When we began this project, the first thing I had to do was turn the short story “The Storyteller” into a script, as though it were a play, complete with stage directions. Going from the script to the storyboard was a process of trial and error, still under way.

First, I tried going through a printout of the script, simply drawing lines to break it up into pages. Camara & Duran recommend having each page end on an exciting, “must turn the page” panel. This can be a bit of a challenge. In “The Storyteller”, there are battles, but a lot of the tension in the story is psychological. Visually, that’s going to be carried more in facial expression than in action; in the narrative, once it’s a script, it has to be carried in thought. There were moments when I wondered whether I shouldn’t have plunged straight into writing an action- and humour-filled brand new Torrie story instead of trying to adapt this. But it all started to come together. I think manga-style art does allow much more scope for faces to convey emotion than American comic style. It has its iconography, its established conventions, its shorthand, for more complexity of thought. This will let characters’ reactions show, without them having to address the audience to explain themselves all the time.

I only carried on with dividing up my script into pages part way, because when I started drawing storyboards, I found that the act of sketching these changed the pacing of the action and made it much more obvious where the natural page breaks should fall. I had put too much into most pages. As I draw, I’m ending up spreading it out more, realizing that a bit of dialogue or an exchange of glances needs more space than I had thought at first.

I do my first storyboard sketch, the one Connie will never see, in a notebook, with a fairly soft pencil. (It claims to be HB but it’s more like a 2B, I think, nice and smudgy.) I do very rudimentary figures, circles for heads, dots for eyes, sometimes even just stick figures for bodies. I scratch down a couple of key words of the dialogue, draw lines to separate the panels. In the battles, I often end up leaving blank pages. “Exciting battle continues here” I write on it. My stick figure battles are not exciting.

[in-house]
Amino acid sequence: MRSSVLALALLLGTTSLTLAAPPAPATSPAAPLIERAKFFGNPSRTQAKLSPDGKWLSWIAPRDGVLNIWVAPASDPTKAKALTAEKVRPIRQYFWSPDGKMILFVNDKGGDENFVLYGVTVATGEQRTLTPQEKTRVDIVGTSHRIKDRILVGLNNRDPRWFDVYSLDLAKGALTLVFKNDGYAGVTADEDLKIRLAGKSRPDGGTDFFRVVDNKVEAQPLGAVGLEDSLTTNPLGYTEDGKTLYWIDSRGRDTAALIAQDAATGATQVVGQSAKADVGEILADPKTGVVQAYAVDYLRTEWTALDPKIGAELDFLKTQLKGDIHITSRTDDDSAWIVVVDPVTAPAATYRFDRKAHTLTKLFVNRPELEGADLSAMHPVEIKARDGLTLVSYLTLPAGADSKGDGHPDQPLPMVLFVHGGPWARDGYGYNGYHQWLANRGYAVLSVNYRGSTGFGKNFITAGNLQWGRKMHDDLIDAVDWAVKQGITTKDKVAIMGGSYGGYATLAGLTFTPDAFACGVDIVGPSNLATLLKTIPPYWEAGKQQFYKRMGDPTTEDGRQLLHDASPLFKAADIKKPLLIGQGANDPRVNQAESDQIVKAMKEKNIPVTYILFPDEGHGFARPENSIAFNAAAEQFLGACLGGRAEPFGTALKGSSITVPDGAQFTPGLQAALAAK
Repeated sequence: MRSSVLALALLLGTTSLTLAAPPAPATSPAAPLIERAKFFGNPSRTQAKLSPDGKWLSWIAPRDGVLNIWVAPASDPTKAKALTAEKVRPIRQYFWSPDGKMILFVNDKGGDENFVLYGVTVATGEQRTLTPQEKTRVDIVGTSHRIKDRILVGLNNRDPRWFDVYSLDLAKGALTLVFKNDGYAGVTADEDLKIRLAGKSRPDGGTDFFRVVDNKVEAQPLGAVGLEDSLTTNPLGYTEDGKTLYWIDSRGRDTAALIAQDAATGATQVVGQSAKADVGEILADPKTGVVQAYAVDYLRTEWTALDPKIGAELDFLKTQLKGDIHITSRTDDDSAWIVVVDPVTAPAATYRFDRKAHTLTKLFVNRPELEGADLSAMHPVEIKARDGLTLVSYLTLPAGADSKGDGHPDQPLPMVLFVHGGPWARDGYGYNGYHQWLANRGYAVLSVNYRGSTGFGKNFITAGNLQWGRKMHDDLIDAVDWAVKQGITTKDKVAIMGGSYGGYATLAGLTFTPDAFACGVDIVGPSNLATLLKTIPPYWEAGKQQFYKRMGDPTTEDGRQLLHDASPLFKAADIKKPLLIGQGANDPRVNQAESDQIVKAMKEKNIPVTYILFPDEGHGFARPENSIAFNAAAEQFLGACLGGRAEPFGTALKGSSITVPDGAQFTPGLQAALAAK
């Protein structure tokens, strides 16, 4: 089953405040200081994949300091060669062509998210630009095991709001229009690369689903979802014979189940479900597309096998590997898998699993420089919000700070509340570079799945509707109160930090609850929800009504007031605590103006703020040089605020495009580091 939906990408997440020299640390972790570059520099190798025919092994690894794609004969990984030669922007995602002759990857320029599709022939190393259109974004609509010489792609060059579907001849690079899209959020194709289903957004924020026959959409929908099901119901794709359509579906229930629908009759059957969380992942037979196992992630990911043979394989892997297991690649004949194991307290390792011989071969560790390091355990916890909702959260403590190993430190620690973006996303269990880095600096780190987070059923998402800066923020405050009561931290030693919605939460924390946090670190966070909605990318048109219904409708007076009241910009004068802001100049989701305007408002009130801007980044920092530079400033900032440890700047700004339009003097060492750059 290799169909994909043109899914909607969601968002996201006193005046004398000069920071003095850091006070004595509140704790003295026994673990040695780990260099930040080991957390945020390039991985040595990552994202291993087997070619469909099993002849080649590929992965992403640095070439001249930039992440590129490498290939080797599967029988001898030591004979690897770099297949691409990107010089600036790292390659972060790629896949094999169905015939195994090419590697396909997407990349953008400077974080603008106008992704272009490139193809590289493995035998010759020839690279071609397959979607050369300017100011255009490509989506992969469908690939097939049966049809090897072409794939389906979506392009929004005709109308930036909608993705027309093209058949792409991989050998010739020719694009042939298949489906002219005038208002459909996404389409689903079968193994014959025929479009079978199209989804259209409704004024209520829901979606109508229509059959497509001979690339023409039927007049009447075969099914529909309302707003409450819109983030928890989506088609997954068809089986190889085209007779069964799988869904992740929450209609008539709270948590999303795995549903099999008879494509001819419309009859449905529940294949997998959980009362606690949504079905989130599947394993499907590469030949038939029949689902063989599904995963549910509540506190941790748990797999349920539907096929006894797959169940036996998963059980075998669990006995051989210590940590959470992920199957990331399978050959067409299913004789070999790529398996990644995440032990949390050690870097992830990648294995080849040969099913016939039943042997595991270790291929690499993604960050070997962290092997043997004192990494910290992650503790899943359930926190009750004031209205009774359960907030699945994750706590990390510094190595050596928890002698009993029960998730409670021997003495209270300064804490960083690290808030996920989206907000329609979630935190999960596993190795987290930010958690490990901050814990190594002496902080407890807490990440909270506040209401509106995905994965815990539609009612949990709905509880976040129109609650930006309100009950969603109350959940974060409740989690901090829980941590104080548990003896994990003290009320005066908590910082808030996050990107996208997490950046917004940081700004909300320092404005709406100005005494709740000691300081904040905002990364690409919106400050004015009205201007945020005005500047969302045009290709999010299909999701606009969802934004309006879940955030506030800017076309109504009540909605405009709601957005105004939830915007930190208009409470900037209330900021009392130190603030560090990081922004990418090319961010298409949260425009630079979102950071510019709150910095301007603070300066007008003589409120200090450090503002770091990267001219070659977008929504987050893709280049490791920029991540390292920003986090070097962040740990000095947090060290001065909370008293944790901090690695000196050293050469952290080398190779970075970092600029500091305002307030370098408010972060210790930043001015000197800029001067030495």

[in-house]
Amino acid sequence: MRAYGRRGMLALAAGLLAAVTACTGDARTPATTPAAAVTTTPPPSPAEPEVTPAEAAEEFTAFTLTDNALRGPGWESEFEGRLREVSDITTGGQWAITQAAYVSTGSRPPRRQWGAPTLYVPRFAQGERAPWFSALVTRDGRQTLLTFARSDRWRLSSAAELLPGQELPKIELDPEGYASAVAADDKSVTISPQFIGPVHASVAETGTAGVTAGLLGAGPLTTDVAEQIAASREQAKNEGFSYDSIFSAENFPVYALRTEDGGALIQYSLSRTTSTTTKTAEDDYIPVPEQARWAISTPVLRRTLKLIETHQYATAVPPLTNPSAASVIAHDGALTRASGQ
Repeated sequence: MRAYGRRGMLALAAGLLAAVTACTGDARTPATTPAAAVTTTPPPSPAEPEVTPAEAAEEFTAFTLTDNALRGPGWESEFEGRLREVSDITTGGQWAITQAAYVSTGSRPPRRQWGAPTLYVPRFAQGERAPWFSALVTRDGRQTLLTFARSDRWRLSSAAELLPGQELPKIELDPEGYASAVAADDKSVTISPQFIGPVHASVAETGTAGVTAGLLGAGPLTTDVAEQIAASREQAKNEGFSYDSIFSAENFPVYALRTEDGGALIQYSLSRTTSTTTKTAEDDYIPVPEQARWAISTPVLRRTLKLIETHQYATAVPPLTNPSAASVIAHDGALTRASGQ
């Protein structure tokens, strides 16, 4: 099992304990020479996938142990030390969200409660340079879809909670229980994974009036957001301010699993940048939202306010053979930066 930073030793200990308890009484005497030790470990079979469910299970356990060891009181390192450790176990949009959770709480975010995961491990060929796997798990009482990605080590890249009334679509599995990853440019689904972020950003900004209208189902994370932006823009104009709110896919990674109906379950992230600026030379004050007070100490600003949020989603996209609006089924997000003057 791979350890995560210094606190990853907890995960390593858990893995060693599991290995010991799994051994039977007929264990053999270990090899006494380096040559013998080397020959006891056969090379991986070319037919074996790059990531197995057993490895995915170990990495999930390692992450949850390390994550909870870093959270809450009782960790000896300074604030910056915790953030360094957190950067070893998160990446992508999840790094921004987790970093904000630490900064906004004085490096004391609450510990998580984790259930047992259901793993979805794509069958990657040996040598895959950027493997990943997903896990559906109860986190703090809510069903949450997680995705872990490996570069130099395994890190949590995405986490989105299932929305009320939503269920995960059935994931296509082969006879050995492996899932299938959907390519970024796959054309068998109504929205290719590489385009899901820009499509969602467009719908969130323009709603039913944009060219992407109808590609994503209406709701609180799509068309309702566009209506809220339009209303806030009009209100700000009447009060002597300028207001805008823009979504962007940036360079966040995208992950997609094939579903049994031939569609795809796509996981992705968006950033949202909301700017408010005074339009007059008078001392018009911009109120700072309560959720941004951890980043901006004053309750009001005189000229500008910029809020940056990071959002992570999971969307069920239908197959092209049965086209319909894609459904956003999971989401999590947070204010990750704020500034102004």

After I’ve done a section of notebook storyboards, I go to my computer. We’ve decided to work at the print size, as we’re working primarily digitally anyway. The print resolution will be 600 dpi so that’s what we’re working at when creating the art. We both use Photoshop, though Connie has an array of other art programmes as well. At first I used to draw the page and then enter the text, but I found that it actually helped me to see how the page should go if I entered all the text for it first. Because there are only the two of us, no troop of eager inkers and letterers waiting to leap to work, text is being typeset. Each bubble’s content is entered as a new text layer; this means it can go on being edited right up to the end, and the size and shape of the bubble can be changed depending on the demands of the final art. Thoughts are Italic, speech is Roman, everything is in all caps except for some of the frame narrative.

Once I’ve done the text, I start drawing. I use a small Wacom Bamboo tablet which I quite like, though when I grow up I’d like a bigger one. (And one of those huge monitors, too, while I’m wishing on stars!) Going from the pencil sketches to the computer is a stage of revision. What I end up with in digital storyboard page is not merely a more legible version of the first sketch. I change, rearrange, revise, and often split one page into two again. Once in a while I stick in a reference photo, to give the artist some idea of the kind of thing I mean — a particular type of well or forest. When I have a good chunk done, I send them off to the artist on a flashdrive. She’s free to rearrange the panels, break them up and spread them out over more, or even split one page into two again. Because she has been working on character design, researching weapons and settings and so on, while I’ve been doing this, she hasn’t had time to do many pages yet, but the trial run has taken my very stodgy panel layout and transformed it into a very dynamic page, full of motion, which is one of the essentials of manga. She will drag my text layers into her page files, so there’s no retyping or redrawing; she can just adjust the margins if she needs a taller, narrower balloon or a wider one. The balloons themselves will probably be drawn in a separate layer with a white underlay, capable of being moved around if necessary.

That’s as far as we’ve gotten in working out our process as of now. We’ve been doing a lot of research on screentones, but that’s an entry for another time.

Here are a couple of my storyboard files for your amusement. Don’t laugh. Remember I’m not the artist! Wait till you see what Connie’s going to do with them. Be glad I didn’t scan one of my notebook pages — they’re even worse.


About K.V. Johansen

The author of Blackdog, The Leopard, The Lady, and Gods of Nabban, epic fantasies from Pyr, I also write for teens and children, including the "Torrie", "Warlocks of Talverdin", and "Cassandra Virus" series, and the "Pippin and Mabel" picture books, as well as a couple of short story collections and two works of adult literary criticism on the history of children's fantasy literature. I have a Master's degree in Mediaeval Studies, and read a lot of fantasy, science fiction, and history. Blog at
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